Question 4.1

A previously fit and well 41 -year-old male underwent an anterior resection under general anaesthesia with regional blockade. In recovery he required additional analgesia for escalating pain and treatment for nausea, following which he had an apparent seizure.

The following arterial blood gas sample was taken during resuscitation:


Patient Value

Normal Adult Range




7.35 - 7.45


64 mmH 8.5 kPa *

35 —45 (4.6 —6.0


158 mmH 21 kPa *

75-98 (10- 13)




12 mmol/L*

22 - 26

Base Excess

-18 mmol/L*


145 mmol/L

135 - 145


4.1 mmol/L

3.5 - 5.2


110 mmol/L

95- 110


16 mmol/L*


166 g/L*

115- 160


9.0 mmol/L*

3.6 - 7.7

Describe the acid-base abnormality. (20% marks)

Give six possible causes for this clinical and biochemical scenario. (30% marks)

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College Answer


  • Severe acidaemia due to a mixed metabolic (high anion gap lactic acidosis) and respiratory acidosis. Anion Gap is 27.


  • Dystonic drug reaction
  • Intra-abdominal catastrophe
  • Acute Intracranial event e.g. SAH
  • Local Anaesthetic toxicity
  • Myocardial infarction
  • Anaphylaxis 
  • Seizure



Let us dissect these results systematically.

  1. The Aa gradient is high; the PaO2 is 347.8 mmHg and so the A-a gradient is 189.8 mmHg
    (713 × 0.6) - (64 × 1.25)
    The P/F ratio is 263.
  2. There is acidaemia
  3. The PaCO2 is not compensating for the acidaemia
  4. The SBE is -18, suggesting a severe metabolic acidosis
  5. The respiratory compensation is essentially non-existent - the expected PaCO2 (12 × 1.5) + 8 = 26mmHg, according to the Boston rules. Thus, there is also a respiratory acidosis.
    (Copenhagen rules can also be applied, and yield an expected PaCO2 of 22 mmHg)
  6. The anion gap is raised:  (145) - (110 + 12) = 23, or 27.1 when calculated with potassium (note that this is one of those few SAQs where the college examiners included the potassium value in their anion gap calculation).
    The delta ratio, usinng potassiumless values and assuming a normal anion gap is 12 and a normal bicarbonate is 24, would  be (23 - 12) / (24 - 12) = 0.91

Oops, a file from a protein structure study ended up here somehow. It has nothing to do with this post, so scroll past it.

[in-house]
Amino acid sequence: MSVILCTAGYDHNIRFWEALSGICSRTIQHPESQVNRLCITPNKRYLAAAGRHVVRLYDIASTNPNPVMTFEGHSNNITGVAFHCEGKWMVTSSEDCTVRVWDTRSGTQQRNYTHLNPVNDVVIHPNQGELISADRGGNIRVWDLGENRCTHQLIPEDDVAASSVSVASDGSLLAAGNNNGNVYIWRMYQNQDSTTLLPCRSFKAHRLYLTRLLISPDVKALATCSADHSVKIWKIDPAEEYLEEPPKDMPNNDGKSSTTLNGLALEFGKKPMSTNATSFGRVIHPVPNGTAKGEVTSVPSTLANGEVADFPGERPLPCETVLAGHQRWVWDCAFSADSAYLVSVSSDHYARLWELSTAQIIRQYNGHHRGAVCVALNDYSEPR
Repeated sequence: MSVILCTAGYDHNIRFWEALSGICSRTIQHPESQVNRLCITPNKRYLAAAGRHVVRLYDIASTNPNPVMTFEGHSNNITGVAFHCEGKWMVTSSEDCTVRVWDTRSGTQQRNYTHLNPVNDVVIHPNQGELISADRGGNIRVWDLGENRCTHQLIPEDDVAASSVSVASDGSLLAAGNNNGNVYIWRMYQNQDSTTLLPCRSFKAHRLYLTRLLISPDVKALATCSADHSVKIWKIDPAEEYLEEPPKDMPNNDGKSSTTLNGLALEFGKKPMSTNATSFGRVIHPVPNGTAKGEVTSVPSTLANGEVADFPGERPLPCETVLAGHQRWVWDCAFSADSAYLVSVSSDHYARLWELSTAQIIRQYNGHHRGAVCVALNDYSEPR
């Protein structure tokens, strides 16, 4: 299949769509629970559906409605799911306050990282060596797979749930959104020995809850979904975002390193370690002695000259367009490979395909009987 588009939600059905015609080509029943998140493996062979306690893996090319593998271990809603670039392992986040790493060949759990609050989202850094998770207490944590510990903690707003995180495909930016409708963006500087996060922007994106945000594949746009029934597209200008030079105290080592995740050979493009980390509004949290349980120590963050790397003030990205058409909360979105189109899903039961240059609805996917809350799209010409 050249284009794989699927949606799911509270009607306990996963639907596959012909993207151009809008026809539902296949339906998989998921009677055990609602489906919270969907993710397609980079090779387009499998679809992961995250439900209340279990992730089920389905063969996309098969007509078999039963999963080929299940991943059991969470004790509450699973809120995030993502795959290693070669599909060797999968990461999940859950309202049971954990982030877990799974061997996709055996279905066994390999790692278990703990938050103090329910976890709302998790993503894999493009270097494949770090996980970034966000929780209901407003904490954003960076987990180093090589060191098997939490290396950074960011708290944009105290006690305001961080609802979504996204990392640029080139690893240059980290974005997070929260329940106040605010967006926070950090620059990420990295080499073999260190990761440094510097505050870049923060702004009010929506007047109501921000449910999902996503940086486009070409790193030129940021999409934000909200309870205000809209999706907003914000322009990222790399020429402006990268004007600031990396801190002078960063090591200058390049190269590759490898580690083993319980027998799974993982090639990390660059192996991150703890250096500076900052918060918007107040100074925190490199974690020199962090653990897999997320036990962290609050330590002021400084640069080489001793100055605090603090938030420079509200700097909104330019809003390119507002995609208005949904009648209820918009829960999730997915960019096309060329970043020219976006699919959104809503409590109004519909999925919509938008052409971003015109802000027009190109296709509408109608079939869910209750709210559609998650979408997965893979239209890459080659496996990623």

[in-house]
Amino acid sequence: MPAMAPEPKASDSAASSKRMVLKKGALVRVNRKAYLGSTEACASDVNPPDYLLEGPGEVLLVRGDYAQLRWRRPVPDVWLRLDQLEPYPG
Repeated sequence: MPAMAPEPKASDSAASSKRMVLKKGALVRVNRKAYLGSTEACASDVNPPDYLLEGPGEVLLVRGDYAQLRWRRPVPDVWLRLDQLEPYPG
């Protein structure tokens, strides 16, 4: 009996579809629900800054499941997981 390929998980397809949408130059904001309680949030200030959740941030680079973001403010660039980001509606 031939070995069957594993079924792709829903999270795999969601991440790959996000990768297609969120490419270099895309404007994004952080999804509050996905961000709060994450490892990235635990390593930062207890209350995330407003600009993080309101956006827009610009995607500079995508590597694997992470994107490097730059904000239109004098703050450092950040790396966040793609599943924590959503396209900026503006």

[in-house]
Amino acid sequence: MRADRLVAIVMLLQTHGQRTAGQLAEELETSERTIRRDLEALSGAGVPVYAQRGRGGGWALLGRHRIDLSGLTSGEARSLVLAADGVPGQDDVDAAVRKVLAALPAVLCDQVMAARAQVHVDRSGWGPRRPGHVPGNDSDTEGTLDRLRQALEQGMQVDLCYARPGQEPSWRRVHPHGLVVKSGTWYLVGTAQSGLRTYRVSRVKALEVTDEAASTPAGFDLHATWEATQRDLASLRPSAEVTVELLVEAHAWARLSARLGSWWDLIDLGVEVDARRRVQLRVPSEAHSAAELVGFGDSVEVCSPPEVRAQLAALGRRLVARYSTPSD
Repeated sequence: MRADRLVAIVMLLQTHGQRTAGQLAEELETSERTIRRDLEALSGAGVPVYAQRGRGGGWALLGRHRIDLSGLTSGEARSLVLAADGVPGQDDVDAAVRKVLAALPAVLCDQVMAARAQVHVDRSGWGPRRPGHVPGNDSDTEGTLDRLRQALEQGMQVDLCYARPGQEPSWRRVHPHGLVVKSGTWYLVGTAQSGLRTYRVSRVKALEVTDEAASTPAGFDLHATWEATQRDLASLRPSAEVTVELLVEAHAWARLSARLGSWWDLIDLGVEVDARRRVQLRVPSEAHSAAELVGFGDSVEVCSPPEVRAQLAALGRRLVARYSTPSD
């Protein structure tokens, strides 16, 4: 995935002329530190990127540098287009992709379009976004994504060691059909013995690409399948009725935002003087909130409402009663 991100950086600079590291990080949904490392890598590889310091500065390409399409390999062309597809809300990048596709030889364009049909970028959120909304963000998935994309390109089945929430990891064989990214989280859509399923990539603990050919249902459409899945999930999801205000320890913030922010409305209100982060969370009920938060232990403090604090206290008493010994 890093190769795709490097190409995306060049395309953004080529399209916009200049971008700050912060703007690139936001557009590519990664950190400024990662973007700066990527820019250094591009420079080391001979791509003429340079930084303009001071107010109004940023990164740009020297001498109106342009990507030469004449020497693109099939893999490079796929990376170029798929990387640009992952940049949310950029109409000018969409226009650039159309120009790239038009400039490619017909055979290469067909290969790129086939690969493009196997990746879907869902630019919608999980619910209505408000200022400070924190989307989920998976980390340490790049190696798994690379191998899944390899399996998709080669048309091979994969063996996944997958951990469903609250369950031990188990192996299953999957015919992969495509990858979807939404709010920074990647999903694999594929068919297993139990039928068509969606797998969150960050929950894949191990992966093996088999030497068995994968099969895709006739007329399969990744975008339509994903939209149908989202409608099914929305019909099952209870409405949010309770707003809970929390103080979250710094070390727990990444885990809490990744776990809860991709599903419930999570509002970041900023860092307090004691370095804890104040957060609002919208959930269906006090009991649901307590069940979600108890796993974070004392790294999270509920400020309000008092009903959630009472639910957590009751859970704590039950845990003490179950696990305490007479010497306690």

Thus, this is an almost completely pure HAGMA and a respiratory acidosis.

b) The key features of history are abdominal surgery, worsening pain,  analgesia, and antiemetics. Then, the patient had an "apparent seizure". The college wanted explanations of this "clinical and biochemical" picture. The following differentials were constructed without the benefit of the college model answer, before the official paper was released, and they differ from the college answer. The college had the LA toxicity, but they also threw in a dystonic drug reaction, intra-abdominal catastrophe, myocardial infarction, anaphylaxis and subarachnoid haemorrhage. It is unclear whether the differentials offered below would have scored any marks.

  1. Sepsis: the lactic acidosis is due to sepsis, and the "seizure" was rigors.
  2. Hypovolemic shock due to third space losses: the haemoglobin is raised, suggesting that there has been haemoconcentration. Either there are ongoing  third space losses, or the anaesthetist was insufficiently generous with the IV fluids. Lactate is explained by the shock state.
  3. Epilepsy: the patient is an epileptic and the combination of abdominal sepsis and opiates lowered his seizure threshold
  4. Local anaesthetic toxicity: the patient had a seizure because some of the local anaesthetic from the regional blockade was inadvertantly administered intravenously (hence the worsening pain: the block was of poor quality)
  5. Obstructive sleep apnoea: the patient is polycythaemic, and may have long-standing OSA- this, in combination with the opiates he received, caused the respiratory failure component. Hypercapnea then caused a seizure.
  6. Neuroleptic malignant syndrome: the patient got some "analgesia" which might have been opiates or tramadol, and this might have interacted with his usual SSRIs. And then he got some metoclopramide or prochlorperazine, causing a seizure.

Generic causes of a lactic acidosis are also offered below, for completeness